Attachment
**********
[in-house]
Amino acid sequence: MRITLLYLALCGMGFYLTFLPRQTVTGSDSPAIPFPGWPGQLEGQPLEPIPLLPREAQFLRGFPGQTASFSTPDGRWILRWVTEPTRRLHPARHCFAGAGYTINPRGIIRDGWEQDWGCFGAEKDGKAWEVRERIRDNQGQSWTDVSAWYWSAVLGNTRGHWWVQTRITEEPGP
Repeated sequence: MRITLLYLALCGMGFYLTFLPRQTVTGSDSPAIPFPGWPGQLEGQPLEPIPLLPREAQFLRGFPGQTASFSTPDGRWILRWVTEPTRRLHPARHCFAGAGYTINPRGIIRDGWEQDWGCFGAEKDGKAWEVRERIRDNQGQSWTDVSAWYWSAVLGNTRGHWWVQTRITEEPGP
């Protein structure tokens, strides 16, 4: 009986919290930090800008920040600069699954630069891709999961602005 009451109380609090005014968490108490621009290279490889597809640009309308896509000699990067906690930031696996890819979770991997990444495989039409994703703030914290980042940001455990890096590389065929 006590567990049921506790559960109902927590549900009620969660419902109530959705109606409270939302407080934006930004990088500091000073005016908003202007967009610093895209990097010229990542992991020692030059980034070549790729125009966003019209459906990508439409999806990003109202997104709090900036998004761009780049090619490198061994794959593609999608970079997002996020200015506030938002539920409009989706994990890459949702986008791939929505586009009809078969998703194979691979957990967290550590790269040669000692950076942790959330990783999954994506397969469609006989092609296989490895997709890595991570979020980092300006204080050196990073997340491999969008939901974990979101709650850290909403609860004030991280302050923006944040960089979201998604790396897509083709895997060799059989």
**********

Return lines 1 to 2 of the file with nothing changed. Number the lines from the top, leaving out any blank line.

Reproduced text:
[in-house]
Amino acid sequence: MRITLLYLALCGMGFYLTFLPRQTVTGSDSPAIPFPGWPGQLEGQPLEPIPLLPREAQFLRGFPGQTASFSTPDGRWILRWVTEPTRRLHPARHCFAGAGYTINPRGIIRDGWEQDWGCFGAEKDGKAWEVRERIRDNQGQSWTDVSAWYWSAVLGNTRGHWWVQTRITEEPGP